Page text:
Assoc. Prof. Dr. Mustafa Bal’s Poetry at Days of Palestinian Culture

On the night of November 24th, at the closing ceremony Days of Palestinian Culture in Collegium Artisticum,  the Dean of Faculty of Arts and Social Sciences Assoc. Prof. Dr.Mustafa Bal performed his poem Gazzeli Yusuf'tan Cevap" (“A Response from Gazan Yusuf”) in Turkish language.

Assoc. Prof. Dr. Bal’s poem was written and published in 2014 and is inspired as a response to the poem by Turkish poet Cahit Koytak under the name of "Gazze Risalesi" ("Dispatches to My Gazan Son") in which he describes and contemplates on atrocities surrounding Gaza and Palestine in general by addressing a boy named Yusuf. “A Response from Gazan Yusuf” opens by addressing Cahit Koytak and tells him that Palestine now is a modern, fragmented poem. It further tells him that in order to write up about his homeland, Koytak needs to write a lost epic first and dig up so deep a pit into the earth and bury it there. That will mean that Koytak’s poem will be spread around the world just like Palestinian diaspora that lives in separate parts of the world. Then Yusuf continues to describe his birth place by saying that he was born in a flower bed where there are flowers that sprout watered by death. That’s why Yusuf is now a bit mute in speech and hysterical when he gets happy. Then with the fourth chapter, Yusuf starts to deconstruct the great, civilized humanity myth – humanity that is supposed to help, improve and progress. While doing this he intertextually uses one of the most famous speeches by Shakespeare: “all the world is a stage” soliloquy, and concludes that since those great writers such as Shakespeare died, humanity now is born, lives and dies all in the modal of death. With the next chapter, Yusuf expresses his disgust with the myth of humanity, and claims that humanity is on the cross, humanity was raped in Grbavica and Nanjing, humanity was reserved in reservations in America, and etc. In the 6th chapter, Yusuf, this time in a richly rhymed poem, defines who he is, and depicts his identity by emphasizing his birthplace Gaza. The poem closes with Yusuf’s defining Cahit Koytak as the poet of love with the scent of Palestine.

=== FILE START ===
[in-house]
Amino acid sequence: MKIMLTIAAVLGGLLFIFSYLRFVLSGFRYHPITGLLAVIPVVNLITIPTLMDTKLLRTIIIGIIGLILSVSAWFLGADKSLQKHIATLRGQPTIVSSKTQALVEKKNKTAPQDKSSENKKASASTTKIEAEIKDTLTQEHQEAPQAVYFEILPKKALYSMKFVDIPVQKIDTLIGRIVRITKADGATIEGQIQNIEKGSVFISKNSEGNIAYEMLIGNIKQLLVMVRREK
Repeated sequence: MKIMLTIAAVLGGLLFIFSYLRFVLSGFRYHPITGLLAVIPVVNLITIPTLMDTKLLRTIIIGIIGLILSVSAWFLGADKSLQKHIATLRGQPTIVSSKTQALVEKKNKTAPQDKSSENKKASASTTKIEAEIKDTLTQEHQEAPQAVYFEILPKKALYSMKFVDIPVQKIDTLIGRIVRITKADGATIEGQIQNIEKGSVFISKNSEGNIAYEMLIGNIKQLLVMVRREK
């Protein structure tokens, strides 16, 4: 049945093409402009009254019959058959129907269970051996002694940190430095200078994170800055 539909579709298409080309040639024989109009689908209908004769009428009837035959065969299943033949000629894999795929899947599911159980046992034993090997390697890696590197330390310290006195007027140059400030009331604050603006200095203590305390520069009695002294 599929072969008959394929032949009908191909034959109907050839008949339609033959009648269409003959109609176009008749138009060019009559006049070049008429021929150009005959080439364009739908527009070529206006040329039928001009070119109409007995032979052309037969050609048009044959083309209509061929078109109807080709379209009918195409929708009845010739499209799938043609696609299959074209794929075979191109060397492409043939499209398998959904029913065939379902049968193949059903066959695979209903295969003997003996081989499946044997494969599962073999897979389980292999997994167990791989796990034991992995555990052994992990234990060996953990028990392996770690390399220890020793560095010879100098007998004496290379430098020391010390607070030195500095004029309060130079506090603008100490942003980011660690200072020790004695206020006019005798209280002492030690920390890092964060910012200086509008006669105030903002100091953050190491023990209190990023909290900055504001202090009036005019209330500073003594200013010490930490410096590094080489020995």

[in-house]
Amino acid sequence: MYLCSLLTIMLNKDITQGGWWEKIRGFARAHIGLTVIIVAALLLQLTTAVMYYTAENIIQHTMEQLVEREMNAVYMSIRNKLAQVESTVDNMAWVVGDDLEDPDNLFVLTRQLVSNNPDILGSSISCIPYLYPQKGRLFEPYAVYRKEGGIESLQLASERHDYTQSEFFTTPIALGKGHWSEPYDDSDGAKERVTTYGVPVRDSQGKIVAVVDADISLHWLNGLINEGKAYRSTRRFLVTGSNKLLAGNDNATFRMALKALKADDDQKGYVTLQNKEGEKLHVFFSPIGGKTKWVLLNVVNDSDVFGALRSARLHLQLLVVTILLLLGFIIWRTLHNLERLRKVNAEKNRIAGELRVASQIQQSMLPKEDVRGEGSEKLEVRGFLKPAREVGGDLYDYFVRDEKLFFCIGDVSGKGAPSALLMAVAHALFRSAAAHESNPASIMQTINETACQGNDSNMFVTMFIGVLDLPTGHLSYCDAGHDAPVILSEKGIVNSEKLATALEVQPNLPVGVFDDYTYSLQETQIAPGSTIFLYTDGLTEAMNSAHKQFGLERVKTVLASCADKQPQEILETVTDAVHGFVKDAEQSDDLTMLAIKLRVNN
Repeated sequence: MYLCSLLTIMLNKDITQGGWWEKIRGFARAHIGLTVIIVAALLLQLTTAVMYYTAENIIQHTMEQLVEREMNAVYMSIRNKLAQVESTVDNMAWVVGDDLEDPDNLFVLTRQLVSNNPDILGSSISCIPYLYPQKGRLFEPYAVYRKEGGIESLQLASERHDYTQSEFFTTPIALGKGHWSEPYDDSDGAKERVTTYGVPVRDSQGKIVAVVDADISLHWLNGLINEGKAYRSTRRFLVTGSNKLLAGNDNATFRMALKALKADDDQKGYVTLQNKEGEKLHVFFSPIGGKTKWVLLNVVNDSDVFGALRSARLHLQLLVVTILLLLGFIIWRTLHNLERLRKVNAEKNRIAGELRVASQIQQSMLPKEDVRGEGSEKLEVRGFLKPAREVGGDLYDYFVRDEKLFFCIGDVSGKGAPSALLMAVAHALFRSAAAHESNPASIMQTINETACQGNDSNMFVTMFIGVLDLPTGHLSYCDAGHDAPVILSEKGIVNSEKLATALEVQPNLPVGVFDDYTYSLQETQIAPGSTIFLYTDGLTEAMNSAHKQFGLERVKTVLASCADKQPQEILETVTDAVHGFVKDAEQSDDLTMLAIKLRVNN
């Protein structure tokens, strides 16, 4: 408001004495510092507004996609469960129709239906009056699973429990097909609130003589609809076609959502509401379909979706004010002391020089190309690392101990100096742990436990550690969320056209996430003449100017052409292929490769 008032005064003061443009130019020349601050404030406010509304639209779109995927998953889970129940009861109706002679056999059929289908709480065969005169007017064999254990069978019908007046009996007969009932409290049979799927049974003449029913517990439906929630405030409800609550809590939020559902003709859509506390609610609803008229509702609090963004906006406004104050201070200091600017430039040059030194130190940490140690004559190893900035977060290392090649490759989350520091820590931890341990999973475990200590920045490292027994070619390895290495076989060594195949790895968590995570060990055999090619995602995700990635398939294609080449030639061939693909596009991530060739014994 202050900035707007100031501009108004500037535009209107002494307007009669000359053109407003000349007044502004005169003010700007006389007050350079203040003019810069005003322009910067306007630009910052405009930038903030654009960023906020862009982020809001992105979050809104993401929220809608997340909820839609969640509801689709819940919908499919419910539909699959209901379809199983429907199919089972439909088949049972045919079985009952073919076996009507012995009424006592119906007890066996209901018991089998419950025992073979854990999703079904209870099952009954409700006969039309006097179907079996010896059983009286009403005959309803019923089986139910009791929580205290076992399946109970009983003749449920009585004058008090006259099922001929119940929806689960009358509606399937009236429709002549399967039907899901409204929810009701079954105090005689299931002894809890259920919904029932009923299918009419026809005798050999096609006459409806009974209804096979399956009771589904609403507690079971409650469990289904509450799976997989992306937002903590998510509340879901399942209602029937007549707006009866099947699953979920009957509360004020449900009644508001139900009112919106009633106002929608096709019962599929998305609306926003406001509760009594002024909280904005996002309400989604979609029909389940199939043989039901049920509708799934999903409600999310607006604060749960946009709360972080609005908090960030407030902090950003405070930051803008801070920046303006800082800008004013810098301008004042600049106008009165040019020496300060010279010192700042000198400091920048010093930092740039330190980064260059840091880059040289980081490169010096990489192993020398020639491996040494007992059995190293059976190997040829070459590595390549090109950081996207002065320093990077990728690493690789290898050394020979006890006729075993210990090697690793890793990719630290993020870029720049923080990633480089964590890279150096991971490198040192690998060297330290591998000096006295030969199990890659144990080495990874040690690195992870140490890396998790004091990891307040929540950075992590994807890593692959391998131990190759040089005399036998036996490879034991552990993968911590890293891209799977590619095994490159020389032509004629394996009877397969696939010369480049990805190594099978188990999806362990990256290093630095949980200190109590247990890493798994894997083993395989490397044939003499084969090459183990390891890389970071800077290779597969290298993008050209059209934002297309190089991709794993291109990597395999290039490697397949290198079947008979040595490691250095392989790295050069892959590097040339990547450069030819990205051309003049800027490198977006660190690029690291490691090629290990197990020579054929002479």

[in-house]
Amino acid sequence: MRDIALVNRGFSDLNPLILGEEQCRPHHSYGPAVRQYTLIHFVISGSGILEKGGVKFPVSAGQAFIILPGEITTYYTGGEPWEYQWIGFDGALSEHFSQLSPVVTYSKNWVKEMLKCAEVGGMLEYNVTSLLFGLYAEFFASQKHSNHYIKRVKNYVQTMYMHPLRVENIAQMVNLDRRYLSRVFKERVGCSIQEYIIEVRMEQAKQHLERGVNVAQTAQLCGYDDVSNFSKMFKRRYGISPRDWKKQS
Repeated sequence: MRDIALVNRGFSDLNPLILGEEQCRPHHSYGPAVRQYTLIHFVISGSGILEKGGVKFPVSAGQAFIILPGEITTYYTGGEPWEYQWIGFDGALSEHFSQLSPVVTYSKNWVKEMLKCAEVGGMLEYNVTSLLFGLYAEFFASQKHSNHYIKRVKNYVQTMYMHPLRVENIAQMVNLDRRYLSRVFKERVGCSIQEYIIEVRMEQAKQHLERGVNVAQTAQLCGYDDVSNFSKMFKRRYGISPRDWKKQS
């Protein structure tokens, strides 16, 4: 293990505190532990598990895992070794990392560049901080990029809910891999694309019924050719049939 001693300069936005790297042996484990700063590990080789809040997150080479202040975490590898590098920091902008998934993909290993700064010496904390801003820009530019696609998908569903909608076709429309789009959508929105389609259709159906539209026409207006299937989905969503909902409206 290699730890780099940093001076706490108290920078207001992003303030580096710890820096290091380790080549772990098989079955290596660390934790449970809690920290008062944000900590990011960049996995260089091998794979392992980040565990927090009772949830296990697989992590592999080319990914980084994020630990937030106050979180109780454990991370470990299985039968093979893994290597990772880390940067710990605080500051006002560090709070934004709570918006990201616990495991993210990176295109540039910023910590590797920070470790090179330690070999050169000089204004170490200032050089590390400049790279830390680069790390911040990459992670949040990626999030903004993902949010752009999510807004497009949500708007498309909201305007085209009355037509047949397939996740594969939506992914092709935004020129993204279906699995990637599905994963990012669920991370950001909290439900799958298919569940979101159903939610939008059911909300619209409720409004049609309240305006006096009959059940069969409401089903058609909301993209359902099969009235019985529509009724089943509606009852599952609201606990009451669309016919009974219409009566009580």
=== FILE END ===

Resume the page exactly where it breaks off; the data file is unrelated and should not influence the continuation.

With his performance Assoc. Prof. Dr. Mustafa Bal greatly enriched Days of Palestinian Culture in Sarajevo in both linguistic and artistic manners.  Assoc. Prof. Dr. Bal’s participation in the event, as well as the cooperation with our Department of Arts continues the trend of  our cultural cooperation with both local artistic community and worldwide.  

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